It was remarkably simple, I have to admit, once I had both doughs made and chilled. The tricky bit was getting the final dough rolled to the right thickness, which is something I always struggle with when it comes to cut-out cookies. I knew it would have to be quite thin, thinner than standard cookie dough, to get the crisp "snap" texture right. But it had to be thick enough to not burn on the sheets in the heat of the oven. I settled on about 1/8" after a half-sheet of quarter-inch cutouts spread too much. A few batches in I realized that the best looking biscuits were ones I had chilled, rolled, cut out and frozen on parchment lined (rather than SilPatted) sheets, so I finished up the four-hour experiment by stashing trays of tiny heart cut-outs in our deep freezer, baking them the next morning.

Now, the cookie recipe I used stated it made 30 standard-sized cookies. But I made minis, so I knew there would be more, and I figured on about double to triple the yield depending on what the original author had used as a cutter for their snaps. I wound up with more. A lot more.

So all in all, how many cookies did I make out of that one batch of dough?

Yup. 334. You need a ton of tiny cookies? You got em. Share 'em around and earn some good (sweet) karma for yourself!

Mini Marbled Snaps
Be careful when "marbling" the dough - you don't want to take it too far because then the whole thing turns into one colour.
Makes 330(ish)
3/4 cup salted butter
3/4 cup sugar
2 tbsp fancy molasses
1/4 cup honey
1 ½ cups whole spelt flour
1 ½ tsp ground ginger
½ tsp cinnamon
½ tsp cloves
½ tsp nutmeg
3 tbsp dark cocoa powder
1 tbsp water
  1. Combine butter, sugar, molasses and honey in a saucepan and melt together, stirring to prevent burning. Remove from heat.
  2. Stir in the flour and divide dough into two separate bowls.
  3. To one bowl of dough, stir in ginger, cinnamon, cloves and nutmeg, stirring well to combine.
  4. To the other bowl add the cocoa powder and water, mixing well to combine.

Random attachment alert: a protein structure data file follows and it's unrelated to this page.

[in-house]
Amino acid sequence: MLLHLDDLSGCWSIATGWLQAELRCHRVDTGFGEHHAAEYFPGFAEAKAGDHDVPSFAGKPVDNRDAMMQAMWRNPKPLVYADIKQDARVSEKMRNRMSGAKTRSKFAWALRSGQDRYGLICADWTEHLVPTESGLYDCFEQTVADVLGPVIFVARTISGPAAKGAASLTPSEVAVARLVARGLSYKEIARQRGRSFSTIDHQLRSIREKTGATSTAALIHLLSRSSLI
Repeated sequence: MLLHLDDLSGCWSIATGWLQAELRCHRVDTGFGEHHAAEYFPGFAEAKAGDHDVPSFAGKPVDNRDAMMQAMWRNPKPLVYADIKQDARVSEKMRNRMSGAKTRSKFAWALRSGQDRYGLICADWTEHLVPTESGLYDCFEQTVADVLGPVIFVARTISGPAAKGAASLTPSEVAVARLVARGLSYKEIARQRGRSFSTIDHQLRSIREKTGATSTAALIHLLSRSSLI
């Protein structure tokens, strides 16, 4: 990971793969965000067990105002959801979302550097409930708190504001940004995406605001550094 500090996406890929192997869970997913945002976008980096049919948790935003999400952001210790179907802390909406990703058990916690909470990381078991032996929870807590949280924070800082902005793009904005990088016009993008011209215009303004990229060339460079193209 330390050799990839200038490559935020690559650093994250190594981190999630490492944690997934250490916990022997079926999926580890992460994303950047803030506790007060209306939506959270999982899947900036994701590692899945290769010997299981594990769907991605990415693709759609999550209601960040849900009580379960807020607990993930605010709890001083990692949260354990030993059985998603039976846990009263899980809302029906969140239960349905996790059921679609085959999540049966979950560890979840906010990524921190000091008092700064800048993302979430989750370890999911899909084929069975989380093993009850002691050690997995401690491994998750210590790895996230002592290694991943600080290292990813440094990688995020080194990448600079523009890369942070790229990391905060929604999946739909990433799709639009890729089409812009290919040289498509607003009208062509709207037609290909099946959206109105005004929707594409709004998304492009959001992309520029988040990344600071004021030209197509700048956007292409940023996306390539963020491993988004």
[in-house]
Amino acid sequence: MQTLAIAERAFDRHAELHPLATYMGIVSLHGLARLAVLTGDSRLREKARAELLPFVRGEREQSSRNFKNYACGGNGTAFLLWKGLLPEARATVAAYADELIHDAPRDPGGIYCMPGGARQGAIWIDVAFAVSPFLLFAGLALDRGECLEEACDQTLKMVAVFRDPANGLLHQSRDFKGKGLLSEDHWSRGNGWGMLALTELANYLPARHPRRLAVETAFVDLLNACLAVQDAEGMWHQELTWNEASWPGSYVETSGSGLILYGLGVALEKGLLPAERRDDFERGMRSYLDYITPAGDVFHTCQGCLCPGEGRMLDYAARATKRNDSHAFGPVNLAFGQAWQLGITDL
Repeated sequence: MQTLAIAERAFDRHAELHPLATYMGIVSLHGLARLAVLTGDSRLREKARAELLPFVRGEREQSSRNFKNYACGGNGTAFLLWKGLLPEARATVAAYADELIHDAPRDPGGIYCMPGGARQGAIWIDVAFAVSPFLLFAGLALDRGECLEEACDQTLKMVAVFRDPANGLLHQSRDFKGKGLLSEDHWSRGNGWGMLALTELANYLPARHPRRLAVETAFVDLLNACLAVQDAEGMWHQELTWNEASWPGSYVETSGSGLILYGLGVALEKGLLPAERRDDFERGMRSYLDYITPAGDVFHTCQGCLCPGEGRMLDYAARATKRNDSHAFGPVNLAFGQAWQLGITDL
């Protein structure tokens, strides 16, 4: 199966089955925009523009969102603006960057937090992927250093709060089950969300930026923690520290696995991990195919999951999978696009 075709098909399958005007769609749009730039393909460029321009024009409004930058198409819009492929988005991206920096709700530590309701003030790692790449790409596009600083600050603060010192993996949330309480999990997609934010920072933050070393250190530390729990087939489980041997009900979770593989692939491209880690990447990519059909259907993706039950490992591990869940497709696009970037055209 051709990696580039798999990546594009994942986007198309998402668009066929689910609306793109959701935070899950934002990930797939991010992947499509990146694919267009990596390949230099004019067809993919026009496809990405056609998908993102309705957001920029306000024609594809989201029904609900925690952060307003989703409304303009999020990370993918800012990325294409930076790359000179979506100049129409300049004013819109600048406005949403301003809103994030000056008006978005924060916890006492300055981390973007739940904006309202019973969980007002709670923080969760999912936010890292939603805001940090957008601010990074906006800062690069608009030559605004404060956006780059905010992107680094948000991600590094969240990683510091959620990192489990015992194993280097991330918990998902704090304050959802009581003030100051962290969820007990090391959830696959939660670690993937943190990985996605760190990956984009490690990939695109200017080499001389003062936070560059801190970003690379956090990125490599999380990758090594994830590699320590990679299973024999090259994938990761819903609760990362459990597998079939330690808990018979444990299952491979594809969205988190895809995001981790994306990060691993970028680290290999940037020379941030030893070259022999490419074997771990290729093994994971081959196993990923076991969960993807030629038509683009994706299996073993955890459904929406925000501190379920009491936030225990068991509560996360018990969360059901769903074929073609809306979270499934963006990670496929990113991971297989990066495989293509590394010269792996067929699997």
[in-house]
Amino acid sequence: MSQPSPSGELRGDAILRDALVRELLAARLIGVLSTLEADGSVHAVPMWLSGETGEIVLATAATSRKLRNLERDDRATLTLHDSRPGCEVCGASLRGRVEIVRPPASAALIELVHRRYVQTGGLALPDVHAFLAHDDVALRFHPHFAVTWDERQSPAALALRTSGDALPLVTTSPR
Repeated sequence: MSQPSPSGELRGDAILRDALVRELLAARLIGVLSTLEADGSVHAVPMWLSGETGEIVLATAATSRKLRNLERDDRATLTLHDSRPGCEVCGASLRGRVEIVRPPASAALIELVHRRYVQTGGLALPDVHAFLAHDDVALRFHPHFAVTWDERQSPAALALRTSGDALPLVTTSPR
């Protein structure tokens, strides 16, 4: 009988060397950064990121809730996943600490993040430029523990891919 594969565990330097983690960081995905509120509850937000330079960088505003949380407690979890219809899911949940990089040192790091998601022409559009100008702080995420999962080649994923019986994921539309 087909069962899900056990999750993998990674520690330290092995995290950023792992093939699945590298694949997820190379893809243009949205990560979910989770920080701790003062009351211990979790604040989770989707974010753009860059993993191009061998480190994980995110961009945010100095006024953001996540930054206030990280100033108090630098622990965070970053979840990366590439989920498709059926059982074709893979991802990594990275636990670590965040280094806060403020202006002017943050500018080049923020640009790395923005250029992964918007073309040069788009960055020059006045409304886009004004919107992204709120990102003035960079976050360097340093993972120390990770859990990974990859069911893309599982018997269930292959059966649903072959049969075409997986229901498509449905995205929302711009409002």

5. Cover dough in plastic wrap and chill 2 hours.
  6. Line baking sheets with parchment paper.
  7. On a plastic-lined countertop, roll out a third of one portion of the dough to about 1/4" thickness.
  8. On another floured surface, roll out 1/3 of the other portion of dough to 1/4" thickness (keep remaining dough in the fridge).
  9. Transfer the dough on the plastic wrap to the top of the other dough and press lightly to adhere the two sheets.
  10. Gently gather the doughs into a ball and re-roll into a 1/8", marbled-looking sheet (you may have to lightly knead it to marble, don't do it too much!).
  11. Cut out cookies using a miniature cookie cutter or fondant cutter. Freeze trays 30 minutes - 1 hour.
  12. Repeat rolling/marbling/cutting/chilling process for the remaining dough (doing three batches ensures it stays cold and won't require as much re-rolling).
  13. Preheat oven to 350F.
  14. Bake for 12 minutes. Cool on the sheets, set on a cooling rack, for 30 minutes before transfering the parchment to the racks and cooling completely.
Amount Per Cookie
Calories: 9.6
Total Fat: 0.4 g
Cholesterol: 1.1 mg
Sodium: 3.1 mg
Total Carbs: 1.4 g
Dietary Fiber: 0.1 g
Protein: 0.1 g


  1. Yikes, that's a lot of cookies! You're sure you didn't just make a super-sweet breakfast cereal? :)

    It's funny, how the silpat doesn't really do so well with cookies. I've also found that parchment is superior, particularly with snaps.